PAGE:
By Elizabeth McCall, Chairwoman, Alexandria Archaeological Commission (File photo)
To the editor:
The Alexandria Archeological Commission strongly opposes the recent vote by city council to seek authorization from the Virginia General Assembly to move the “Appomattox” statue from its current location at the center of South Washington and Prince streets (“Council approves U.S. Route 1 name change,” September 22).
Both the statue and its placement at the site from which Alexandrians left for war, a context with which it is intertwined as a piece of art, are important elements of Alexandria’s history — and our nation’s. We view moving the statue as destruction of our vanishing local historical fabric, and in effect obscuring important truths about our city and community.
Our common history is not a series of trivial details and stories, but a continuing, dense weave of human tragedies, triumphs and lessons. That history culminates not only in who we are now, but also in our path to the future.
“Appomattox” speaks to the most difficult and painful aspects of our history, and in doing so it does not celebrate them, rather it remembers and acknowledges that experience. As Golda Meir once observed, “One cannot and must not try to erase the past merely because it does not fit the present.”
By displacing or concealing what happened during the Civil War through altering the fabric left behind, we further skew the memory, lessons and ultimately our understanding of the causes behind what came to pass. All experiences and perspectives on the war are important if we are to understand it and learn from it. History is not only what and how, but why. Materials such as “Appomattox” serve a continuing purpose to explore the why.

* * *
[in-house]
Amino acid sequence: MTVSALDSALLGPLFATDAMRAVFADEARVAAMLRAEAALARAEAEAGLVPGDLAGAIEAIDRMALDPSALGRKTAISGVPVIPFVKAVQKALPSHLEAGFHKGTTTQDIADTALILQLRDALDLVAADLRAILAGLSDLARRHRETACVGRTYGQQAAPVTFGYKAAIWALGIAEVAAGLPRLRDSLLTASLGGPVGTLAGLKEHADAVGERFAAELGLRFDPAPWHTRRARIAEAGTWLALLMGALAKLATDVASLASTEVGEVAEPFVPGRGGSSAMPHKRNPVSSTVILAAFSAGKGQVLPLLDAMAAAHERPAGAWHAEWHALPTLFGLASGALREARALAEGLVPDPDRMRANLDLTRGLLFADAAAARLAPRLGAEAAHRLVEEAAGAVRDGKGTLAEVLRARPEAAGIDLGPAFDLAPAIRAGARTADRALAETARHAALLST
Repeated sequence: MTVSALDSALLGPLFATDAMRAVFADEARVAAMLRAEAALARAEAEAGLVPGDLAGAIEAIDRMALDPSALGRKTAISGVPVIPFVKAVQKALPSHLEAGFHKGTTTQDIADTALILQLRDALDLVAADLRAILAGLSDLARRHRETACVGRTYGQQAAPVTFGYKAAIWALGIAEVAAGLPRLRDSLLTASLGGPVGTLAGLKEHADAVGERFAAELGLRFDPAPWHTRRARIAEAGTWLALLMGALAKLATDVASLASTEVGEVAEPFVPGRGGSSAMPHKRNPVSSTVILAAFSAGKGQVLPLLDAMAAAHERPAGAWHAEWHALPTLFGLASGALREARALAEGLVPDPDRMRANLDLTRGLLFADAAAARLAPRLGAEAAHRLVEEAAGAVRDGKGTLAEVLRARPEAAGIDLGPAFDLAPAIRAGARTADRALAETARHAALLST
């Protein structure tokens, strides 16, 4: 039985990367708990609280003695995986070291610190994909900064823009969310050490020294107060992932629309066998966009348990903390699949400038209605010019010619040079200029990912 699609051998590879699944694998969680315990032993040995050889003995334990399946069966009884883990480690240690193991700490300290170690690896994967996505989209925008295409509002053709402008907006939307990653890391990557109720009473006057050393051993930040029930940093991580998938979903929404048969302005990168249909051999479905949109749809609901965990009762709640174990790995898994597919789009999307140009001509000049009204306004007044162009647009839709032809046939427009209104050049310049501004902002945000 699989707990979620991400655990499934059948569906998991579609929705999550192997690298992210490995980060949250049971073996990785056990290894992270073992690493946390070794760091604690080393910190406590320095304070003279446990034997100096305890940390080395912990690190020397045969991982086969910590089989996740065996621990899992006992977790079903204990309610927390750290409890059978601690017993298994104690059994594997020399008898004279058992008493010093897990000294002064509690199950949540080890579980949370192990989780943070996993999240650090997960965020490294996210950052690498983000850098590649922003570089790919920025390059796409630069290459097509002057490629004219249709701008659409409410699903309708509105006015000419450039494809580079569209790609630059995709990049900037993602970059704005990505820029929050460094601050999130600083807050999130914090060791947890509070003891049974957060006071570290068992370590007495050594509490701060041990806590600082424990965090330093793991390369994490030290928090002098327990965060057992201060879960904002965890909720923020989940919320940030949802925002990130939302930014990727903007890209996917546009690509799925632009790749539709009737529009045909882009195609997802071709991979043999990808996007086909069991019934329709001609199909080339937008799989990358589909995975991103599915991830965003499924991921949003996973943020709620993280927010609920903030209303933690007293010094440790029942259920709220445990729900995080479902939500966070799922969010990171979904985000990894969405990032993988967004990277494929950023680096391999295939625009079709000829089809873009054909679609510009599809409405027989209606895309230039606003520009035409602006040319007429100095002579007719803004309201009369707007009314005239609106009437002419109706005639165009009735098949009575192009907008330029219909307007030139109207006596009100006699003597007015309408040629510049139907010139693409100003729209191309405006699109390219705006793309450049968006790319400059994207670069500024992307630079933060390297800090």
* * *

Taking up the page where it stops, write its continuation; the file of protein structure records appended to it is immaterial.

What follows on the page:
The goal of archaeology, and the preservation of physical historical evidence, is that history is not just what is written and rewritten — or argued and reargued — in books and papers. It is also a myriad of surviving sources and materials, objects and locations.
Furthermore, the spirit of such preservation is not to treat what was left behind by previous generations, by accident or design, as a collection of sacred relics. These materials, and sometimes their location as well, are in and of themselves part of how we continually interpret and reinterpret what occurred and what we learn of those important events — and their lasting consequences.
Each generation comes to its own conclusions about those who came before and what they build upon. Our duty is to preserve what little material historic evidence we have as authentically as we can if we are to ensure that a truthful and full account of the past is passed to the future.
Little remains in the city that is directly connected to Alexandria’s specific and unique experience of the Civil War, and of a community and nation torn apart. The city, often led by the AAC, has striven to recover important portions of our past lost to neglect, willful or otherwise, such as the Freedmen’s Cemetery and our work at Fort Ward, not to mention extensive efforts to deepen and broaden our focus on and interpretation of African-American sites across the city.
“Appomattox” should be preserved in the same spirit, and to ensure that we retain our full heritage for future generations, for their own reflection and judgment on the actions and lessons of the past — including our part in that story.
The AAC strongly urges city council not to move forward with its request to move “Appomattox.”